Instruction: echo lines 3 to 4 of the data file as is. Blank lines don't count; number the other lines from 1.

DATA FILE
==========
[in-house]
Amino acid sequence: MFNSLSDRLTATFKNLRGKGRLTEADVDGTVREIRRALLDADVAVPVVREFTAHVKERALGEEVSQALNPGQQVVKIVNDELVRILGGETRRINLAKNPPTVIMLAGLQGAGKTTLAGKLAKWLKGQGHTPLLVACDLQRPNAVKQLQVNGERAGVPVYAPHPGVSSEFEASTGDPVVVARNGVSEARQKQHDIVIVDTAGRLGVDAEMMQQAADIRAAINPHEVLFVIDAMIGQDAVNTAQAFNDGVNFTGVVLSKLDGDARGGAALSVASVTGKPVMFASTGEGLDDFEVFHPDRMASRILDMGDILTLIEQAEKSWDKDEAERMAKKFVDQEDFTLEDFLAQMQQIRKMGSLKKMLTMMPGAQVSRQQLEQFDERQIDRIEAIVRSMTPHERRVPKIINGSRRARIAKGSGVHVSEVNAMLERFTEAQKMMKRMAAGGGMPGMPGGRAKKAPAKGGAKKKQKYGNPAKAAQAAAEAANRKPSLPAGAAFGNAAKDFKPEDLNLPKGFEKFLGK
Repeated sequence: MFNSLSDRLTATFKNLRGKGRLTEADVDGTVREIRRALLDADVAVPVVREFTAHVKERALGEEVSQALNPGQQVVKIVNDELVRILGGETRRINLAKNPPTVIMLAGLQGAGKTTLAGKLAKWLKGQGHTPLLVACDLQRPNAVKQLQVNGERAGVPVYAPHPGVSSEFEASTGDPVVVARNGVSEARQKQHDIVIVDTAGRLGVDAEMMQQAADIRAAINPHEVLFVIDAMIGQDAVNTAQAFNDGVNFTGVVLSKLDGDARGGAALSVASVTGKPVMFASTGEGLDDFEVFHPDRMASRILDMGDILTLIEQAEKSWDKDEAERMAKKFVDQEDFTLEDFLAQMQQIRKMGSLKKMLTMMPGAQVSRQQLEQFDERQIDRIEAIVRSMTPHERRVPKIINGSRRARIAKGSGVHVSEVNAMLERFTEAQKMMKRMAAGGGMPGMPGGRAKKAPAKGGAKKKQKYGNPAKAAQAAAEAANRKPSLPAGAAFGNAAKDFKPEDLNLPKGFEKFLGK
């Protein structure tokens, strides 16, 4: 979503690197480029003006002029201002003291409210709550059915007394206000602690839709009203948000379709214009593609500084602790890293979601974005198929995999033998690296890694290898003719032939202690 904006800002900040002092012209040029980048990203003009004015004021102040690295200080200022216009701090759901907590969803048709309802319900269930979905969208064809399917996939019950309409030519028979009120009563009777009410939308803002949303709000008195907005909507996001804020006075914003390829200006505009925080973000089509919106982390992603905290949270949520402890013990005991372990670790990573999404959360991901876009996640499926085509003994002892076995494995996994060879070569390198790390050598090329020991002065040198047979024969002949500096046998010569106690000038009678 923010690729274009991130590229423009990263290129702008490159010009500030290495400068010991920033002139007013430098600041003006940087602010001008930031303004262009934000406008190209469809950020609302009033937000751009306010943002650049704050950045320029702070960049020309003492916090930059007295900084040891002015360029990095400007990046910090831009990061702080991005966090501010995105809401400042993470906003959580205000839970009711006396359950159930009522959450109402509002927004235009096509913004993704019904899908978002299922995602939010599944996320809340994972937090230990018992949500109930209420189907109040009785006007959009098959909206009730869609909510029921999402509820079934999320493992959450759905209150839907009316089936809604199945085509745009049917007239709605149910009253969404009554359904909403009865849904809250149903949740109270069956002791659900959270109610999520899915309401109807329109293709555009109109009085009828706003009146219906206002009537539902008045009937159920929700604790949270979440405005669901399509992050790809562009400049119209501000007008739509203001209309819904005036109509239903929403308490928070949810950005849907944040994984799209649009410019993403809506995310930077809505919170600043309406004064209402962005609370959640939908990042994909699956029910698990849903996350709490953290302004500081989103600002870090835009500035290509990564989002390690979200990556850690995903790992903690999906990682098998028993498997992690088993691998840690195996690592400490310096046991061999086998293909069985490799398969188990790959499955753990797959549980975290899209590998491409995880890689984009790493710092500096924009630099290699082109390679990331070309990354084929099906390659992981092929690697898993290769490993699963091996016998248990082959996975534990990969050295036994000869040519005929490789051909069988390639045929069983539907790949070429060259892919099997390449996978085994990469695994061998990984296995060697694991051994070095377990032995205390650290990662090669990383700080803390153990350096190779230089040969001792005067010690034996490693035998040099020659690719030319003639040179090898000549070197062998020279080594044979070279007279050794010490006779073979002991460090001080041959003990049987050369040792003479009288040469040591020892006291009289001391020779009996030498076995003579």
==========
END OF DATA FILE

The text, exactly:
Repeated sequence: MFNSLSDRLTATFKNLRGKGRLTEADVDGTVREIRRALLDADVAVPVVREFTAHVKERALGEEVSQALNPGQQVVKIVNDELVRILGGETRRINLAKNPPTVIMLAGLQGAGKTTLAGKLAKWLKGQGHTPLLVACDLQRPNAVKQLQVNGERAGVPVYAPHPGVSSEFEASTGDPVVVARNGVSEARQKQHDIVIVDTAGRLGVDAEMMQQAADIRAAINPHEVLFVIDAMIGQDAVNTAQAFNDGVNFTGVVLSKLDGDARGGAALSVASVTGKPVMFASTGEGLDDFEVFHPDRMASRILDMGDILTLIEQAEKSWDKDEAERMAKKFVDQEDFTLEDFLAQMQQIRKMGSLKKMLTMMPGAQVSRQQLEQFDERQIDRIEAIVRSMTPHERRVPKIINGSRRARIAKGSGVHVSEVNAMLERFTEAQKMMKRMAAGGGMPGMPGGRAKKAPAKGGAKKKQKYGNPAKAAQAAAEAANRKPSLPAGAAFGNAAKDFKPEDLNLPKGFEKFLGK
């Protein structure tokens, strides 16, 4: 979503690197480029003006002029201002003291409210709550059915007394206000602690839709009203948000379709214009593609500084602790890293979601974005198929995999033998690296890694290898003719032939202690 904006800002900040002092012209040029980048990203003009004015004021102040690295200080200022216009701090759901907590969803048709309802319900269930979905969208064809399917996939019950309409030519028979009120009563009777009410939308803002949303709000008195907005909507996001804020006075914003390829200006505009925080973000089509919106982390992603905290949270949520402890013990005991372990670790990573999404959360991901876009996640499926085509003994002892076995494995996994060879070569390198790390050598090329020991002065040198047979024969002949500096046998010569106690000038009678 923010690729274009991130590229423009990263290129702008490159010009500030290495400068010991920033002139007013430098600041003006940087602010001008930031303004262009934000406008190209469809950020609302009033937000751009306010943002650049704050950045320029702070960049020309003492916090930059007295900084040891002015360029990095400007990046910090831009990061702080991005966090501010995105809401400042993470906003959580205000839970009711006396359950159930009522959450109402509002927004235009096509913004993704019904899908978002299922995602939010599944996320809340994972937090230990018992949500109930209420189907109040009785006007959009098959909206009730869609909510029921999402509820079934999320493992959450759905209150839907009316089936809604199945085509745009049917007239709605149910009253969404009554359904909403009865849904809250149903949740109270069956002791659900959270109610999520899915309401109807329109293709555009109109009085009828706003009146219906206002009537539902008045009937159920929700604790949270979440405005669901399509992050790809562009400049119209501000007008739509203001209309819904005036109509239903929403308490928070949810950005849907944040994984799209649009410019993403809506995310930077809505919170600043309406004064209402962005609370959640939908990042994909699956029910698990849903996350709490953290302004500081989103600002870090835009500035290509990564989002390690979200990556850690995903790992903690999906990682098998028993498997992690088993691998840690195996690592400490310096046991061999086998293909069985490799398969188990790959499955753990797959549980975290899209590998491409995880890689984009790493710092500096924009630099290699082109390679990331070309990354084929099906390659992981092929690697898993290769490993699963091996016998248990082959996975534990990969050295036994000869040519005929490789051909069988390639045929069983539907790949070429060259892919099997390449996978085994990469695994061998990984296995060697694991051994070095377990032995205390650290990662090669990383700080803390153990350096190779230089040969001792005067010690034996490693035998040099020659690719030319003639040179090898000549070197062998020279080594044979070279007279050794010490006779073979002991460090001080041959003990049987050369040792003479009288040469040591020892006291009289001391020779009996030498076995003579």